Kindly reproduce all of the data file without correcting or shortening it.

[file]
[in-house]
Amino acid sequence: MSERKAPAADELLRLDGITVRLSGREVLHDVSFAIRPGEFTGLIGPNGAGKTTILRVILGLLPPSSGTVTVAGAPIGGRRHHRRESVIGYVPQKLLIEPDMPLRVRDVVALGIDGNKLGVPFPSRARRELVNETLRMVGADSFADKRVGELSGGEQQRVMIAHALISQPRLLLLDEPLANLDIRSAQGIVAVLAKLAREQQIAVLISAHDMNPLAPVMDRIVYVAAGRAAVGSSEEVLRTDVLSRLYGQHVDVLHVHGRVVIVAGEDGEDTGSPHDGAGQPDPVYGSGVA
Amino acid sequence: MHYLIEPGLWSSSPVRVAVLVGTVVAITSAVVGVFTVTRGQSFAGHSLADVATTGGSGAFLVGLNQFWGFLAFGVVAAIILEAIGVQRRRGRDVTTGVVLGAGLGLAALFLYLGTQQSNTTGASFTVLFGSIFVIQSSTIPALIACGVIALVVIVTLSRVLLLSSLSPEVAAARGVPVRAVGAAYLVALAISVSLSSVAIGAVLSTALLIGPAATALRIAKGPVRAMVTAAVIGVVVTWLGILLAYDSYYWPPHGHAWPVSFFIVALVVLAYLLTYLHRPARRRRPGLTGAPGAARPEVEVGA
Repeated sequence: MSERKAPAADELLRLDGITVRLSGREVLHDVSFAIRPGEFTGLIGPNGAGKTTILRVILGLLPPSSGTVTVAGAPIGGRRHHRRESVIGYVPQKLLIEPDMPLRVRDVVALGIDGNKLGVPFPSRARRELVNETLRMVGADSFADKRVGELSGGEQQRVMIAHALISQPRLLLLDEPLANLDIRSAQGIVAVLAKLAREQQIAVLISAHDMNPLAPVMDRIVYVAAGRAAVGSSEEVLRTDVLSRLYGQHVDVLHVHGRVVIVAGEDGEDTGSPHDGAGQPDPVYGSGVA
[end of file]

[in-house]
Amino acid sequence: MSERKAPAADELLRLDGITVRLSGREVLHDVSFAIRPGEFTGLIGPNGAGKTTILRVILGLLPPSSGTVTVAGAPIGGRRHHRRESVIGYVPQKLLIEPDMPLRVRDVVALGIDGNKLGVPFPSRARRELVNETLRMVGADSFADKRVGELSGGEQQRVMIAHALISQPRLLLLDEPLANLDIRSAQGIVAVLAKLAREQQIAVLISAHDMNPLAPVMDRIVYVAAGRAAVGSSEEVLRTDVLSRLYGQHVDVLHVHGRVVIVAGEDGEDTGSPHDGAGQPDPVYGSGVA
Amino acid sequence: MHYLIEPGLWSSSPVRVAVLVGTVVAITSAVVGVFTVTRGQSFAGHSLADVATTGGSGAFLVGLNQFWGFLAFGVVAAIILEAIGVQRRRGRDVTTGVVLGAGLGLAALFLYLGTQQSNTTGASFTVLFGSIFVIQSSTIPALIACGVIALVVIVTLSRVLLLSSLSPEVAAARGVPVRAVGAAYLVALAISVSLSSVAIGAVLSTALLIGPAATALRIAKGPVRAMVTAAVIGVVVTWLGILLAYDSYYWPPHGHAWPVSFFIVALVVLAYLLTYLHRPARRRRPGLTGAPGAARPEVEVGA
Repeated sequence: MSERKAPAADELLRLDGITVRLSGREVLHDVSFAIRPGEFTGLIGPNGAGKTTILRVILGLLPPSSGTVTVAGAPIGGRRHHRRESVIGYVPQKLLIEPDMPLRVRDVVALGIDGNKLGVPFPSRARRELVNETLRMVGADSFADKRVGELSGGEQQRVMIAHALISQPRLLLLDEPLANLDIRSAQGIVAVLAKLAREQQIAVLISAHDMNPLAPVMDRIVYVAAGRAAVGSSEEVLRTDVLSRLYGQHVDVLHVHGRVVIVAGEDGEDTGSPHDGAGQPDPVYGSGVA